|Ph.D Student||Krishnamoorthi Muthu Kumar|
|Subject||Engineering 3D Scaffolds with iPSCs towards Regeneration of|
|Department||Department of Biotechnology and Food Engineering||Supervisors||Professor Marcelle Machluf|
|Professor Tan Lay Poh|
This work focuses on engineering 3 dimensional (3D) fibrous hybrid scaffolds with human induced pluripotent stem cells (hiPSC) for cardiac tissue engineering (CTE). Natural materials are bioactive, yet are limited by their variability, and poorly understood bioactivity mechanisms. Conversely, synthetic materials, while offering good reproducibility, generally lacks suitable bioactivity for cellular interactions. In this work, we propose comparing and combining natural and synthetic scaffolds to enjoy the advantages of both platforms while circumventing their inherent limitations.
One ideal group of natural biomaterials can be obtained by decellularization. Our lab has isolated a porcine cardiac extra cellular matrix (pcECM), in both solid and liquid forms, which preserves the architecture and bioactivity of the heart ECM. Nevertheless, the exact contribution of such pcECM to stem cell lineage commitment, and the possible mechanisms governing such bioactivity remain largely unknown. Hence, it is necessary to generate 3D biomimetic scaffolds with controllable architecture and bioactivity profiles that would enable the study of various components in a modular way.
Electrospinning is an inexpensive means to fabricate fibrous matrices but the fundamental limitation with traditional electrospinning is that the scaffold produced is usually two dimensional (2D) dense mats rather than 3D porous structures. Here, we used liquid-collector for electrospinning to fabricate 3D fibrous scaffolds with high porosity. Though this ECM mimicking synthetic scaffolds offer high reproducibility, they generally lack the bioactivity inherent to natural ECM biomaterials.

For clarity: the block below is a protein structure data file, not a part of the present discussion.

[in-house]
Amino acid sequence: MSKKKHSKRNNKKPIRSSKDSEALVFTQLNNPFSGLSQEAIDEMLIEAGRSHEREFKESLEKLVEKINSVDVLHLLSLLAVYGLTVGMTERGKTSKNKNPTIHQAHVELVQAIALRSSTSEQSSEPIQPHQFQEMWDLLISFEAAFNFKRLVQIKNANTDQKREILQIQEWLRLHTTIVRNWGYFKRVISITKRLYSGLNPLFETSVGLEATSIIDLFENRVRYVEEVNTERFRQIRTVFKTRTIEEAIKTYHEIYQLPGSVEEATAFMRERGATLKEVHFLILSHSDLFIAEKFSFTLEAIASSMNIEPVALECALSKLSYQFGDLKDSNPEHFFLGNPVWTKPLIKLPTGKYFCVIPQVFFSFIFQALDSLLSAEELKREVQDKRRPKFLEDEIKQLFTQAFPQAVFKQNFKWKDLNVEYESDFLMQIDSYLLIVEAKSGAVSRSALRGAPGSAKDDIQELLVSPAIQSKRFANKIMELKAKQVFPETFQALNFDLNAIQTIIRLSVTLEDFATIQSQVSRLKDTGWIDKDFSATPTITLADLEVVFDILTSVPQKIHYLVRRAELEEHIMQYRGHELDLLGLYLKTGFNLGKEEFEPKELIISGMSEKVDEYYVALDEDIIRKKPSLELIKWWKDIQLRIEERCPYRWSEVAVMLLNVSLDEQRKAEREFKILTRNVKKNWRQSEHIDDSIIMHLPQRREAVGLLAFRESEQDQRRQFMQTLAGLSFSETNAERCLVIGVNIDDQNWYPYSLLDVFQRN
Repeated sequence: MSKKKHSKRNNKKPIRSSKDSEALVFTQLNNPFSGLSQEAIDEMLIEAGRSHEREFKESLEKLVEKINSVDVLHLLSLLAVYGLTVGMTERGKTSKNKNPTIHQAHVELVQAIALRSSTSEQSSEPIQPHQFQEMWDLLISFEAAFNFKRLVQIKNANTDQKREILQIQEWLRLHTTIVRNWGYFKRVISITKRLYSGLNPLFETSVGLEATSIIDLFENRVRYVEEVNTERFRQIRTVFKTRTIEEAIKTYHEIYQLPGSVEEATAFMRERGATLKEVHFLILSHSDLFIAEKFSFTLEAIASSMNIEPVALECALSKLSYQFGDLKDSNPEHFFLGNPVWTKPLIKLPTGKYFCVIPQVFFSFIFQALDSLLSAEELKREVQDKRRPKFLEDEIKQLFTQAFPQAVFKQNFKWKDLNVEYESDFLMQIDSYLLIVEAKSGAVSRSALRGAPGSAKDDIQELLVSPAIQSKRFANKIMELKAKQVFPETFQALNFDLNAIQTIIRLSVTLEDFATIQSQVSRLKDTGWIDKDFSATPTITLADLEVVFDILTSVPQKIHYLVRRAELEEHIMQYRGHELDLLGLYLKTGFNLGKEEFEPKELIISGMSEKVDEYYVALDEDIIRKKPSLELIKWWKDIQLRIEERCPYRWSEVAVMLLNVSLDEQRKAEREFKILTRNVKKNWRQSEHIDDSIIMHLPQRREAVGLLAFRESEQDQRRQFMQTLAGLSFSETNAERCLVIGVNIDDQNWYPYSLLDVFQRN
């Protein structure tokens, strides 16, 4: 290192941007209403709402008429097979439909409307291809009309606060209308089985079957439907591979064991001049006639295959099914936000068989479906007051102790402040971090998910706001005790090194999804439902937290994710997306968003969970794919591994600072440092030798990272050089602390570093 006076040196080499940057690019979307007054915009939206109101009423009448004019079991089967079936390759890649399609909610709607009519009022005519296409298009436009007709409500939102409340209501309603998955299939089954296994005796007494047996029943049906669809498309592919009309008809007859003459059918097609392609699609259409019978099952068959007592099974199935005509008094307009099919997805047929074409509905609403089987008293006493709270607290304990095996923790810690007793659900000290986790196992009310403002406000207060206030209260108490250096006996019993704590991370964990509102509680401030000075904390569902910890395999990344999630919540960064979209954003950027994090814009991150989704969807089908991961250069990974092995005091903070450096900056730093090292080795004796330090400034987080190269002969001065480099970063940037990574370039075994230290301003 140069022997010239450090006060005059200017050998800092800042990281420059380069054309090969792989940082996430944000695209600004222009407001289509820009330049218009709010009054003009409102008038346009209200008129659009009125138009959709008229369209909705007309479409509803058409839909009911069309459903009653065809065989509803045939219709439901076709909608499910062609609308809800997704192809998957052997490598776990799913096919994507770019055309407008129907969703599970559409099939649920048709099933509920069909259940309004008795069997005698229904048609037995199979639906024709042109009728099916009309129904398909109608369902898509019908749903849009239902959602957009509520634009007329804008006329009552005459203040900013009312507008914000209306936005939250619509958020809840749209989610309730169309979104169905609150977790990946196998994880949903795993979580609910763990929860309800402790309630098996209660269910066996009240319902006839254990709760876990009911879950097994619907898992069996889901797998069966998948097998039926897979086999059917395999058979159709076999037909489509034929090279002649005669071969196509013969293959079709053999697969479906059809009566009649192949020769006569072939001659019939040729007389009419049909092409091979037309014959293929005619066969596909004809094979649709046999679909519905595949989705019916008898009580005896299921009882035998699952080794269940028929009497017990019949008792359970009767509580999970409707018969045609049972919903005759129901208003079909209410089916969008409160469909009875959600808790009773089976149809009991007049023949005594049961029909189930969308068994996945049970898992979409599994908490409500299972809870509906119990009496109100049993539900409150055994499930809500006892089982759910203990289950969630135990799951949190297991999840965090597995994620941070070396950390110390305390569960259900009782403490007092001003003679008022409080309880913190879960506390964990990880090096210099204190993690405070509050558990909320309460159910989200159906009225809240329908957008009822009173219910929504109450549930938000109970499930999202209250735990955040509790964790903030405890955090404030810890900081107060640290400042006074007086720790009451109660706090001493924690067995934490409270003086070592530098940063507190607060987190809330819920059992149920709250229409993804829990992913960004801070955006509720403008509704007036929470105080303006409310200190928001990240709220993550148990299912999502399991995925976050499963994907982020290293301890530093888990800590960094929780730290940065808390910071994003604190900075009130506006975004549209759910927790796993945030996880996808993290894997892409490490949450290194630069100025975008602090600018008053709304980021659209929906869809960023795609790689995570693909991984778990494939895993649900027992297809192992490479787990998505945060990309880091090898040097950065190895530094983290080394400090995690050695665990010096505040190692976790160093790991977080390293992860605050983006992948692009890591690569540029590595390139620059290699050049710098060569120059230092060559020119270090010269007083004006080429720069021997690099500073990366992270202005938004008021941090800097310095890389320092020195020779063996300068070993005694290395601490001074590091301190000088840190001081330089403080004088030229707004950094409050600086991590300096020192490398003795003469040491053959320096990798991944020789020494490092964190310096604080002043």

Our work aims to obtain 3D composite scaffolds (3DCS) with ECM mimicking synthetic architecture, and tissue specific biochemical cues by fabricating 3D electrospun polymeric scaffolds and functionalizing them with liquidized pcECM. hiPSCs were used as an ideal model cell, given their possible autologous sourcing, and their ability to differentiate into all cardiac cell types, particularly, beating cardiomyocytes (hiPSC-CM). We hypothesized that, bioactive 3D scaffolds that maintain a balance and cooperation between architectural and biochemical signals, are needed to initialize differentiation of hiPSC towards cardiac lineages.
Our results show that the pcECM can be mimicked by wet electrospinning of poly lactide-co-glycolide (PLGA), and poly lactide-co-ε-caprolactone (PLCL). However, based on evaluated properties, and reproducibility of the 3D synthetic scaffolds, only PLGA exhibited adequate profile and was therefore used for further studies. After modification with pcECM gel, the 3DCS displayed similarities with pcECM in terms of morphology, chemistry, biochemical composition. The 3DCS displayed cardiac relevant mechanical properties and did not elicit immunogenicity in vitro. 3DCS also displayed the ability for cellular attachment and growth when human mesenchymal stem cells (hMSCs) were used. hiPSC-CM seeded 3DCS maintained CM viability, beating functionality, phenotypic identity and calcium handling ability. Finally, hiPSCs seeded on these scaffolds, differentiated into cardiac lineage cells spontaneously without the addition of any external factors or molecules, asserting the role and importance of a tissue specific biochemical microenvironment for cardiac applications. Taken together, our results here contribute to the understanding of how the biology and architecture of the pcECM can affect and determine the fate of the seeded hiPSCs. This knowledge is relevant not only for basic research but also for possible CTE applications.